4 HOURS LEFT 10:15 a.m. The wind is howling out of the south as Yelas hits a series of shallow pockets with the spinnerbait and 1.5. 10:25 a.m. The pocket pattern isn’t paying off, but Yelas isn’t overly concerned. “These dead zones are typical of early spring. No need to panic; just keep doing what you were doing to catch fish and another bite window should eventually open up.” 10:48 a.m. Yelas has been banging the 1.5 off shallow stumps without success. He runs back to the main-lake point where his caught his first keeper and hits the gravel patch with the lipless crank. 10:52 a.m. He retrieves a SteelShad metal blade bait across the rockpile but hauls water. 11:02 a.m. Yelas races back to the isolated tree where he bagged two keepers. He tries the jig and 1.5 but can’t dredge up another fish. 11:09 a.m. Yelas bags his fifth keeper, 1 pound, 9 ounces, when his 1.5 deflects off a stump on a nearby mud point. Now that he’s got a limit, what’s his take on how the day is unfolding? “So far, the major pattern seems to be isolated wood in areas close to shallow spawning grounds. Big laydown trees have been better than stumps, but neither has produced a really big fish so far. They haven’t moved up to shallow flats or pockets yet – the water’s still too cold. The obvious game plan for the remainder of the day would be to keep focusing on isolated staging cover, but I want to explore new water with different structure and cover combinations that might produce some significantly bigger fish.”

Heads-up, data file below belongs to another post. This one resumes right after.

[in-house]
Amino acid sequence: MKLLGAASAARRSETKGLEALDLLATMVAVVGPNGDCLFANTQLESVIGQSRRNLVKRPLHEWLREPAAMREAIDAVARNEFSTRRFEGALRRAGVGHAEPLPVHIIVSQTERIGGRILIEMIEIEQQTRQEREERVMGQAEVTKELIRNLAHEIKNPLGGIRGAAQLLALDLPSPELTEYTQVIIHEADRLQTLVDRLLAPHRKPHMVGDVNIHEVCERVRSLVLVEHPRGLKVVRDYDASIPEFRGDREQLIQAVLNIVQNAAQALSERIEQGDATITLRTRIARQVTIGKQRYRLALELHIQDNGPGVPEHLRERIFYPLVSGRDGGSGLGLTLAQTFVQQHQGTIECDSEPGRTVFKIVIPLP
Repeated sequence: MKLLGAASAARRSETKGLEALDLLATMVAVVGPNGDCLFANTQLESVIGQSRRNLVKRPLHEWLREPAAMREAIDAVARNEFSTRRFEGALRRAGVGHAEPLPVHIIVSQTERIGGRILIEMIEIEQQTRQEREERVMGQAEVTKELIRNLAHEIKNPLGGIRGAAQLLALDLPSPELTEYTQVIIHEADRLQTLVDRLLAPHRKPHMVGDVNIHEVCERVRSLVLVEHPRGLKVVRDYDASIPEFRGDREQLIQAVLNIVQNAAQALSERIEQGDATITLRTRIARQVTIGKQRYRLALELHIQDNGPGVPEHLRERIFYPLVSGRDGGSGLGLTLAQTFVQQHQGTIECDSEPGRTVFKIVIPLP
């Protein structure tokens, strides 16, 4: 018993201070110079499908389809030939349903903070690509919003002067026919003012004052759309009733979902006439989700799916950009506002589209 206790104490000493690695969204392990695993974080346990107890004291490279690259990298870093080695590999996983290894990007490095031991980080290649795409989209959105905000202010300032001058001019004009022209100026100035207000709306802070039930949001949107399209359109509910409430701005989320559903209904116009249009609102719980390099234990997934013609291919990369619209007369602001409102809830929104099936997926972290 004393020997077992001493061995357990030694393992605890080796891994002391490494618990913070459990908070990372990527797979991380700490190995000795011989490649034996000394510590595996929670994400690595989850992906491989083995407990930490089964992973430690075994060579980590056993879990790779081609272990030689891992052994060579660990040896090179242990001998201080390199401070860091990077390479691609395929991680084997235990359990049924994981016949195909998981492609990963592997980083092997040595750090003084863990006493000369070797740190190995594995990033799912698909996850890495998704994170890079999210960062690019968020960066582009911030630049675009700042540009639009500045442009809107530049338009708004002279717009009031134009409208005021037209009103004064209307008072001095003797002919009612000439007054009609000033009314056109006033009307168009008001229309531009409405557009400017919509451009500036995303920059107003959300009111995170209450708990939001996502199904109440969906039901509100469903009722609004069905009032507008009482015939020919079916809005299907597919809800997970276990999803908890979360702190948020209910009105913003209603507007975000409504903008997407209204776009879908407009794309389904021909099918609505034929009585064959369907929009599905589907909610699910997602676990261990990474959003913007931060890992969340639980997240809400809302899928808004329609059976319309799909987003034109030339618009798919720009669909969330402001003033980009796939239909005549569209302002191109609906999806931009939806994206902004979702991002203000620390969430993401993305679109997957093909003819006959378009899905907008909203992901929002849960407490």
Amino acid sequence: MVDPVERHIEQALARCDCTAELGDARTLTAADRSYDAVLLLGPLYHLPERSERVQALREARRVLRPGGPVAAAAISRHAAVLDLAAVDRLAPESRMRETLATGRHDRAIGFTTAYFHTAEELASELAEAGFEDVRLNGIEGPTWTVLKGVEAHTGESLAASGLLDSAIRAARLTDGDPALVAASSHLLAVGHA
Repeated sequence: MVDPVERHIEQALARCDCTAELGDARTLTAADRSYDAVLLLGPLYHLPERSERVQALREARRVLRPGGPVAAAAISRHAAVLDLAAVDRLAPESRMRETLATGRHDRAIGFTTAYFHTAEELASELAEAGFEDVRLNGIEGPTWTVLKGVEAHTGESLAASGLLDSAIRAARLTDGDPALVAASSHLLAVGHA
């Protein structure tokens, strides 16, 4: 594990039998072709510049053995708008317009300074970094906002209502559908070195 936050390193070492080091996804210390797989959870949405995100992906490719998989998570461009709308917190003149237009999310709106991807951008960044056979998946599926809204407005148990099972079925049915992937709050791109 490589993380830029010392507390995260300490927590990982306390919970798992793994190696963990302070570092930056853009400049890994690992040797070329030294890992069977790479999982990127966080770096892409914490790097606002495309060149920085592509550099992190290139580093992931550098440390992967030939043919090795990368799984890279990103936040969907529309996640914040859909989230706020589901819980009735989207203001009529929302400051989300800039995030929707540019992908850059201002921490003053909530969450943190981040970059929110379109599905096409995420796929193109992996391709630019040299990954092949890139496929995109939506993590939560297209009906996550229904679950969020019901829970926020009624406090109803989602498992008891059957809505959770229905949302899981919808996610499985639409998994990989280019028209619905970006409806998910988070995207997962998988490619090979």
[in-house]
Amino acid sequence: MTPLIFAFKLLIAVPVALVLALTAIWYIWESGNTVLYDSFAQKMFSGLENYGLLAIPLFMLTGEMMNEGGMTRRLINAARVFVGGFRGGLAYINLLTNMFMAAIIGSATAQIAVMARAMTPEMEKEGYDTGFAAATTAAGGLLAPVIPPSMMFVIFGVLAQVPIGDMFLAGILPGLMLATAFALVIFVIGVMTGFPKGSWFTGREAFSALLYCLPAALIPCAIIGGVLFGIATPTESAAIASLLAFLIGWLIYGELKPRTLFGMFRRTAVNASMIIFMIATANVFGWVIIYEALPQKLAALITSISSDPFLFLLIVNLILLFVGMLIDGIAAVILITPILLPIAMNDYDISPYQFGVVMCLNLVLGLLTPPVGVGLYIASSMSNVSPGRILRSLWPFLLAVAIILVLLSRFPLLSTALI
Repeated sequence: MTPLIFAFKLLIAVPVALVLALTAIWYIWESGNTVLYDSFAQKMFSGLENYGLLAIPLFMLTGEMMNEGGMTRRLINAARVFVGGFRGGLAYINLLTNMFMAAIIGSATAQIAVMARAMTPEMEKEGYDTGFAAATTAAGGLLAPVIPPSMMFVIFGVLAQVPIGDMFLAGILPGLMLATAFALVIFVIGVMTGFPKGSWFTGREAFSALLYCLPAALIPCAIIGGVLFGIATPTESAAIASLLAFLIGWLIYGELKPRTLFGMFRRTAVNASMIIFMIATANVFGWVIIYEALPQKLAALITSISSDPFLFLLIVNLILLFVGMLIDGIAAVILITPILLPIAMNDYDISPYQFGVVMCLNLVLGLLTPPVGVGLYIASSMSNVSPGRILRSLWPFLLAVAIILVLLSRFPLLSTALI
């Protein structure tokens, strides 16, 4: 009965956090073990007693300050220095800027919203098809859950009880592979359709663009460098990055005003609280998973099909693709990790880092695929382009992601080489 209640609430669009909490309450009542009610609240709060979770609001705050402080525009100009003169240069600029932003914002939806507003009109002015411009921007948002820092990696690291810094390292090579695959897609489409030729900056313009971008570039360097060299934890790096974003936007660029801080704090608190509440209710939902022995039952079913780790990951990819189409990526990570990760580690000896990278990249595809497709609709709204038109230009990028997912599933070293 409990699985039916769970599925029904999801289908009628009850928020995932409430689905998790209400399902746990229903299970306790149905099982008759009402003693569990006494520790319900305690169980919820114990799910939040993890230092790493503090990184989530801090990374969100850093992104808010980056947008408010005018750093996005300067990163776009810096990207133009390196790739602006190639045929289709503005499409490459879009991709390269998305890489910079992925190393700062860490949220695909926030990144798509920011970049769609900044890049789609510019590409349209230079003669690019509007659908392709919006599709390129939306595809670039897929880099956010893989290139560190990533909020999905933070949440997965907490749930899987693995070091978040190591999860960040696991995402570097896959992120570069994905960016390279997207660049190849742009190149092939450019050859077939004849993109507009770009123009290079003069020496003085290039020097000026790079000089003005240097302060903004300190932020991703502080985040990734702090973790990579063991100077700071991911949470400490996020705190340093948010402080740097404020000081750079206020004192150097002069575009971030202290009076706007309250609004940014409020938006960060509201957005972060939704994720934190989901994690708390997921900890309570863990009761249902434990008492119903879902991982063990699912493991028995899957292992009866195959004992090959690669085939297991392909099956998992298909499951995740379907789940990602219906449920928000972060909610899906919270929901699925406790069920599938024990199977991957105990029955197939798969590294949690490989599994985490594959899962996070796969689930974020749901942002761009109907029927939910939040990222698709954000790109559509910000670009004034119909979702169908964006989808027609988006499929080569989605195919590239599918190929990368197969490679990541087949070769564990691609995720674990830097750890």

3 HOURS LEFT 11:15 a.m. Yelas has moved into a large cove with multiple vacation houses and their obligatory docks, boathouses and access canals. He cranks the 1.5 around a chunk-rock bank.
Photo: Don Wirth
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11:19 a.m. He tries the jig and spinnerbait around a boathouse. Nothing here. 11:25 a.m. Yelas spinnerbaits another boathouse. Again, nothing. 11:33 a.m. Yelas hits another seawall with the 1.5. An American flag is snapping on a nearby pole. “The wind is picking up and it’s getting colder. Hopefully, we’ll be finished before that storm hits.” 11:38 a.m. Yelas moves farther into the cove and begins working around a small island with the 1.5 and jig. 11:46 a.m. Yelas pitches the jig to a stickup close to the island, and a big bass loads on! He works it carefully to the boat and swings aboard his sixth keeper, 4 pounds, 9 ounces. “I love it when a plan comes together! Hopefully, I can tap into a few more big fish back in here.”
Photo: Don Wirth
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11:53 a.m. Yelas casts the chartreuse 2.5 to a mud point running off the island and hangs another big fish! His seventh keeper weighs 5 pounds, 13 ounces.
Photo: Don Wirth
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Photo: Don Wirth